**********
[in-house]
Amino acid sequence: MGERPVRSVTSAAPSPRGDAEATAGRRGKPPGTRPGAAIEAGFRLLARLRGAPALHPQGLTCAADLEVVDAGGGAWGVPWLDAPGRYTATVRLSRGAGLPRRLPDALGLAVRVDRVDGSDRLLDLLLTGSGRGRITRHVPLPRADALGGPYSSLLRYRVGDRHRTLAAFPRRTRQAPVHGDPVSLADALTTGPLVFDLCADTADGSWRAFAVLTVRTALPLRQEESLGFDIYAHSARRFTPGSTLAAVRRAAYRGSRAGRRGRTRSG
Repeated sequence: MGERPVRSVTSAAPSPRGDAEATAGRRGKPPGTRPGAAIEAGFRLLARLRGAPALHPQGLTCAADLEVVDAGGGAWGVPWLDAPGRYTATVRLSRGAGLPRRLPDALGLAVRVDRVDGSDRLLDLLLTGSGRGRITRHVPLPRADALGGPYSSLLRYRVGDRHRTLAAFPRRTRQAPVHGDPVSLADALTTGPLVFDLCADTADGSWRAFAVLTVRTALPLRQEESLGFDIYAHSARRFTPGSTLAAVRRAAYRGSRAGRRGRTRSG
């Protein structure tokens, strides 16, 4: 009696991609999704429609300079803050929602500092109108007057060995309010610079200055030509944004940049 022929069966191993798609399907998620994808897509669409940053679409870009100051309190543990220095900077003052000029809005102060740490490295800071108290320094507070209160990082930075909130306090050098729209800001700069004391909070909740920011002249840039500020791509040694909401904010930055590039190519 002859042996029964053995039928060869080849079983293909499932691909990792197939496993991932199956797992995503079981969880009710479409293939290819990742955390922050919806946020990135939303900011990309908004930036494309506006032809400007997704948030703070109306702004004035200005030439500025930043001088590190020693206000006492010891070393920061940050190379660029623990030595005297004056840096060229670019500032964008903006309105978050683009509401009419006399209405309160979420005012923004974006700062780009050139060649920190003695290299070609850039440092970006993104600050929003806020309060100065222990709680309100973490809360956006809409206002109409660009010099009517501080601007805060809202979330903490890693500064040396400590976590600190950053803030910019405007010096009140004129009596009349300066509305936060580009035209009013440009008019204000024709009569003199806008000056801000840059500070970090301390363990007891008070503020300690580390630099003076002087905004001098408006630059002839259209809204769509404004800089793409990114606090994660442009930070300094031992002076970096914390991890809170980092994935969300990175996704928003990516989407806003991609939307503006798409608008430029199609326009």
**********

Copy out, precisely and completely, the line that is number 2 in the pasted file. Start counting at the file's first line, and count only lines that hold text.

Amino acid sequence: MGERPVRSVTSAAPSPRGDAEATAGRRGKPPGTRPGAAIEAGFRLLARLRGAPALHPQGLTCAADLEVVDAGGGAWGVPWLDAPGRYTATVRLSRGAGLPRRLPDALGLAVRVDRVDGSDRLLDLLLTGSGRGRITRHVPLPRADALGGPYSSLLRYRVGDRHRTLAAFPRRTRQAPVHGDPVSLADALTTGPLVFDLCADTADGSWRAFAVLTVRTALPLRQEESLGFDIYAHSARRFTPGSTLAAVRRAAYRGSRAGRRGRTRSG